Friday 1st. Brother Stephan found a pick-up, thanks to a used car place run from someone’s home, a few houses down the road.
Saturday 2nd. The feast of the Presentation. At the Offertory, everyone left their little candle on the front of the altar, one by one. It is perhaps unfortunate the reality so signified is made visible at prayer so rarely; maybe it’s better that way. Our Sisters arrived for the Office of Sext, taking seats just behind the south stalls. We went downstairs for lunch, prepared by Father Roger. It was really good, perhaps all the cold weather also explains why we dug into it with such gusto. Conversation topics included our pasts and futures; conversion experiences; current-day relations between the surviving Beatles, Paul and Ringo.
Sunday 3rd. John was looking around the building for a star-shaped, custom made wrench which is needed but has disappeared. Minus twenty again last night. Brother Leo told me this morning he remembers it being minus 42 here one winter. He was working at the pig farm, the pipes froze, many people in the area had trouble they’d never had before.
Monday, February 4th. Father Innocent added a second tack board to the one on the first floor west. In refectory, we have started listening to a new book from Tyndale House ‘Captive in Iran’, a first-hand account of going to prison in one’s own country, in this case, Iran, because you believe in Christ. The authors’ path to Christ is recounted briefly and beautifully.
Tuesday, February 5th. This morning someone was walking across the lake with their dog. The dog seemed reticent to go far from its master, as though this was too good to be true, the whole lake to themselves, plus the woods.
Wednesday, February 6th. A notice has been posted on the guesthouse door: Mass times changed. Sunday Mass will be the same time as weekdays, 8:00 effective February 17th. Someone left the page open in the Acadie Nouvelle paper to a comic-serious columnist people pay attention to. He manages to be a sort of voice of conscience, by avoiding being one.
Thursday, February 7th. An official Anglican team meeting was held here. The Anglicans who meet to discuss their work, are happy people. Former cooks, mother and daughter, stopped in today from taking a walk on the circuit along the front of the monastery, to say hello. The improbable plumbing problems resulting in sporadic water on the basement floor are being sorted out floor by floor by Lucien and Brother Glic.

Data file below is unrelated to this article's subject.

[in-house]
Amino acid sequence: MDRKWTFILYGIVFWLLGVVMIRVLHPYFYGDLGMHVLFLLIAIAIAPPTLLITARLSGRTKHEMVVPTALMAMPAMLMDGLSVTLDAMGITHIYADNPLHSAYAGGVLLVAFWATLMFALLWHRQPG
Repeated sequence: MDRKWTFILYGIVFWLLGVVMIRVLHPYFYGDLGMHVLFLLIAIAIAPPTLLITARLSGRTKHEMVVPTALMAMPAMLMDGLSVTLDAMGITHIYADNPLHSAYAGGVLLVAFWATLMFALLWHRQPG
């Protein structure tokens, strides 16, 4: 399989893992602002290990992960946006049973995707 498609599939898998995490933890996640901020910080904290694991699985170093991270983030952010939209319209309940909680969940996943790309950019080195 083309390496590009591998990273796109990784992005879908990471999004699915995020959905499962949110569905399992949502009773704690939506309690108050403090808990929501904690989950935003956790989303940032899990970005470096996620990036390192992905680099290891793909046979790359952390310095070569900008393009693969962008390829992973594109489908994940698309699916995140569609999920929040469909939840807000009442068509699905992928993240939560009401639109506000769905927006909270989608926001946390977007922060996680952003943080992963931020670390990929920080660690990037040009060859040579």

Friday, February 8th. Brother Leo had to be taken to the Miramichi Hospital to sort out some health issues, entertaining folks all the while by his repartee.
Saturday, February 9th. Father Innocent got into the Miramichi earlier this week for training on how to rework the website, and very quickly our site got its new look. We were certainly one of the more ‘retro’ websites around, which some said they liked.
Sunday, February 10th. The news on Brother Leo is reassuring overall, and he will remain at the hospital a few more days.
Monday 11th. The slight change in twilight twice a day makes it feel and look like we are back on the beginning side of winter; I miss Advent and Christmas. In hospital, Brother Leo is reading a new book, and with his little red psalter is able to pray the Psalms of the Offices as he would here. For us, at Vigils, his voice is not present…nor his reassuring shuffle.
Tuesday 12th. Father Innocent asked for our suggestions on different dossiers this morning, and suggested the Priests offer today’s Mass for the various health needs of the community. Today, besides Henry and Leo in care in different locales, appointments, procedures, drivers for these would leave just two monks here for most of the day. This last decade, the community has had notable health challenges. What is most remarkable perhaps is how well many of those challenges went, considering.
Wednesday 13th. I talked to Brother Leo at the hospital. He is looking good. I talked to other people too; they often wish to share their thoughts on Brother Leo, which often leads them to speak of their own lives, or life in general. The nurses are mainly young, and seem to have a slightly different culture and demeanor than did their predecessors in the Miramichi twenty years back. Nice spirit and care.
Thursday 14th. A lady forgot her pillow here, it is in a bag with a little giraffe friend. With Leo away, Bede often enough is manning the front desk, doing a bit of translation work when things are quiet there.
Friday 15th. There is a bit of anticipation of Sunday’s timetable change, kind of a rare event for us. Leo was not released today, and it looks like it may happen next week.
Saturday 16th. Many showed up for English Mass, and from them we got news on former monk brothers of ours. An Anglican group was by, to use the facilities for part of the day.
Sunday 17th. For the first, earlier Sunday Mass, a nice little group showed up; more than might have been expected. One Mass goer in particular walked in and nodded hello; he has a dynamite smile. Thanks to the scheduling change, for the first time in several months all the Priests were present for Sunday Mass. At lunch, Brother Stephan’s music choice had us stumped: who was it singing? Turns out it was Gillian Welch, with a beautifully written and performed song whose somber feel would have rivaled Johnny Cash at his atmospheric peak.